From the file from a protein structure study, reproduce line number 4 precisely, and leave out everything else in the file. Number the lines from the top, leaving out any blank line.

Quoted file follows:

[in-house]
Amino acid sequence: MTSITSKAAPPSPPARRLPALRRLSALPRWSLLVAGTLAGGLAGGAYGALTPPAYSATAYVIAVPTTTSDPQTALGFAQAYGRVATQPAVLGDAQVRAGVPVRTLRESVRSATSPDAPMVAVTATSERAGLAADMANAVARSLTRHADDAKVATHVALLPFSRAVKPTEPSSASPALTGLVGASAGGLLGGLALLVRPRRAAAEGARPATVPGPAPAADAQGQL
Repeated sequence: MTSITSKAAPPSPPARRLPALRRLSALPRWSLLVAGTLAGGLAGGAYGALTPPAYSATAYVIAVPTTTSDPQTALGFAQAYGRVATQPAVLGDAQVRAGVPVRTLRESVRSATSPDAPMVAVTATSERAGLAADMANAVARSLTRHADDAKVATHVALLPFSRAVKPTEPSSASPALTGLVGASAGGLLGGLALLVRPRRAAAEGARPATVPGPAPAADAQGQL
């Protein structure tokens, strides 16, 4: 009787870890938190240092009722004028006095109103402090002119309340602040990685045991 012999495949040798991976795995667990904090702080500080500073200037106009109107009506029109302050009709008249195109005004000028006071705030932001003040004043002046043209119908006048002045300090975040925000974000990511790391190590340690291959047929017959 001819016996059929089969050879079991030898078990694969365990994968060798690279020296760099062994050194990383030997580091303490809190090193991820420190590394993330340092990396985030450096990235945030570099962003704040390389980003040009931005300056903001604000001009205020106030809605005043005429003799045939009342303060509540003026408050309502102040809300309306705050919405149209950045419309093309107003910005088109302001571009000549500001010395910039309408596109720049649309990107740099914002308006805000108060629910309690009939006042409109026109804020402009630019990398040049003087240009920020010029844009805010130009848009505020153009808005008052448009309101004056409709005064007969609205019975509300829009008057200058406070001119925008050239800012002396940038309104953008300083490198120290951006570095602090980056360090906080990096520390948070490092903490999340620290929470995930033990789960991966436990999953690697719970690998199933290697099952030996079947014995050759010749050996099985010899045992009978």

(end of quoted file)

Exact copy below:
């Protein structure tokens, strides 16, 4: 009787870890938190240092009722004028006095109103402090002119309340602040990685045991 012999495949040798991976795995667990904090702080500080500073200037106009109107009506029109302050009709008249195109005004000028006071705030932001003040004043002046043209119908006048002045300090975040925000974000990511790391190590340690291959047929017959 001819016996059929089969050879079991030898078990694969365990994968060798690279020296760099062994050194990383030997580091303490809190090193991820420190590394993330340092990396985030450096990235945030570099962003704040390389980003040009931005300056903001604000001009205020106030809605005043005429003799045939009342303060509540003026408050309502102040809300309306705050919405149209950045419309093309107003910005088109302001571009000549500001010395910039309408596109720049649309990107740099914002308006805000108060629910309690009939006042409109026109804020402009630019990398040049003087240009920020010029844009805010130009848009505020153009808005008052448009309101004056409709005064007969609205019975509300829009008057200058406070001119925008050239800012002396940038309104953008300083490198120290951006570095602090980056360090906080990096520390948070490092903490999340620290929470995930033990789960991966436990999953690697719970690998199933290697099952030996079947014995050759010749050996099985010899045992009978």